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Japanese researchers develop a robotic suit that allows users to lift 30 kg loads with ease


The latest wearable robotics from the Land of the Rising Sun is no Iron Man unit that transforms, flies, and shoots lasers. But a person wearing the Muscle Upper suit will find it very easy to pick up objects that weigh as much as 66 pounds (30 kilograms) and hold that prodigious load up for many minutes.

Developed by researchers from the Tokyo University of Science (TUS), the powered exoskeleton traces its ancestry to the Muscle Suit device of 2014. The latter is an unpowered load-bearing device that supports the back of its user whenever he or she is performing intense physical activity.

While it took some of the weight off the load on the back, the Muscle Suit did not directly increase the strength of the user. The new Muscle Upper improves on that ancestral system by providing pneumatically-powered assistance for both of the wearer’s  arms as well as the back.

The TUS researchers founded the Japanese startup company Innophys Co. to offer the Muscle Suit to the commercial market. Now, Innophys is debuting the successor exoskeleton for workers in elderly care, factories, farms, and other areas that require a lot of heavy lifting. (Related: Commercially available exoskeletons should be used with caution by workers doing heavy lifting.)

Japanese exoskeleton suit provides powered assistance to arms and back

The entire Muscle Upper system weighs under 18 pounds (eight kilograms). Like Muscle Suit, it is fitted onto the back of the user. Once it is up-and-running, the exoskeleton can help haul heavy loads up to the same level as the shoulders.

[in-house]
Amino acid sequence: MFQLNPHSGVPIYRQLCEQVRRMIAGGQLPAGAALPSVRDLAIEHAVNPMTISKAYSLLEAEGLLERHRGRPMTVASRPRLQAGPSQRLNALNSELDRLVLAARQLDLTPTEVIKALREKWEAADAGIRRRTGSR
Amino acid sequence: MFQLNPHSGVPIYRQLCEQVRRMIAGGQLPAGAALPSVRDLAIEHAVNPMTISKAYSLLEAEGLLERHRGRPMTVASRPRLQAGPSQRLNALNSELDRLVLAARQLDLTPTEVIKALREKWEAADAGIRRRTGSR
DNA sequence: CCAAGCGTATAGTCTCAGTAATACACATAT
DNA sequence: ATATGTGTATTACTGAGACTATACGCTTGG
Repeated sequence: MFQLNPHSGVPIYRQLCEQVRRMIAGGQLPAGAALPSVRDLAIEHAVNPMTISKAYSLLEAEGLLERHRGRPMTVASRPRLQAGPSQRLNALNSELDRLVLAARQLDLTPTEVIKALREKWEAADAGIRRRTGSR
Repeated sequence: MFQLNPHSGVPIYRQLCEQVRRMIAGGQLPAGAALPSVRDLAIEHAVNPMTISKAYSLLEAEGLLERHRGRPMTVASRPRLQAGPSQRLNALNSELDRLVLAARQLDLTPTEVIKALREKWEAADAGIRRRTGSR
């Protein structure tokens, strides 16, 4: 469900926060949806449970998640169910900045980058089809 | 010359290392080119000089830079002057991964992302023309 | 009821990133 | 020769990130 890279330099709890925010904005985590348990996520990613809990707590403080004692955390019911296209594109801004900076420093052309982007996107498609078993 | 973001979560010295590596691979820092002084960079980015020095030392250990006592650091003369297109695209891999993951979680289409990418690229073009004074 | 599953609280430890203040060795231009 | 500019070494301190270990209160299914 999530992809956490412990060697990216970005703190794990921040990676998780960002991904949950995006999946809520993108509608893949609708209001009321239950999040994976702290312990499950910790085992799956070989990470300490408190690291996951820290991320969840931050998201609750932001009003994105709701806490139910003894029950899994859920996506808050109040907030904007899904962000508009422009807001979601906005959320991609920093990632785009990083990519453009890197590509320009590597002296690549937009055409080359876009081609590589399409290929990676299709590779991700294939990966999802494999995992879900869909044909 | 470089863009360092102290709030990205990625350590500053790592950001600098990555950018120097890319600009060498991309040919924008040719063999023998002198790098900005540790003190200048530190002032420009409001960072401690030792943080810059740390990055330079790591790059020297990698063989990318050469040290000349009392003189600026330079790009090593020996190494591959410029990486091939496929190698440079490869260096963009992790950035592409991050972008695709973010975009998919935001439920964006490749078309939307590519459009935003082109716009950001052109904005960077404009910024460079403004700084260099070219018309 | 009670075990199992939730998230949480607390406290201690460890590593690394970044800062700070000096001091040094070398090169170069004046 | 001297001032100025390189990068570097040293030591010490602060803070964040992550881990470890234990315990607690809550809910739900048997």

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The artificial muscles of the wearable robotics are made from flexible rubber tubes. They are pneumatically-powered by an external compressor unit. When air forcibly flows through their length, the muscles will flex accordingly.

Muscle Upper was developed by Innophys based on feedback from workers in the industrial and distribution sectors who used the Muscle Suit. While the workers were pleased with the load-bearing device, they requested a new unit that could also support their arms alongside their back.

“The product is compact and could be used in various settings,” said Takashi Furukawa, the president of Innophys. “It leaves it up to human hands to do the work, while allowing the wearer to hold and lift all kinds of things.

The asking price for a Muscle Upper unit is $17,600. Despite the steep price tag, Innophys claimed that it is already filling out orders for their new device. Their biggest customer is a manufacturer of nursery care appliances.

Aging population and dwindling workforce increases demand for robotics

Japan is relying on technology to make up for its graying population and shrinking pool of workers. Not only are they building robots to replace humans in the workplace, they are also designing robotic exoskeletons to enhance the strength of the remaining human employees.

Roughly one out of every four Japanese citizens is at least 65 years old. Thirteen percent of the total population is 75 or older. And these numbers are growing every year.

The Japanese healthcare industry is in dire need of personnel who are capable of considerable physical labor in addition to medical assistance. Workers in assisted living facilities will often have to support elderly people so that they can get into and out of beds, bathtubs, and wheelchairs. Many times, they will have to outright carry the patient.

Not everyone has the strength and endurance to handle these duties over and over again. That is one of the reasons behind the development of load-bearing devices like the Muscle Suit. By reducing the weight of a patient, the load on the wearer is reduced, allowing him or her to conserve strength and work longer.

Sources include:

Asahi.com

CNet.com

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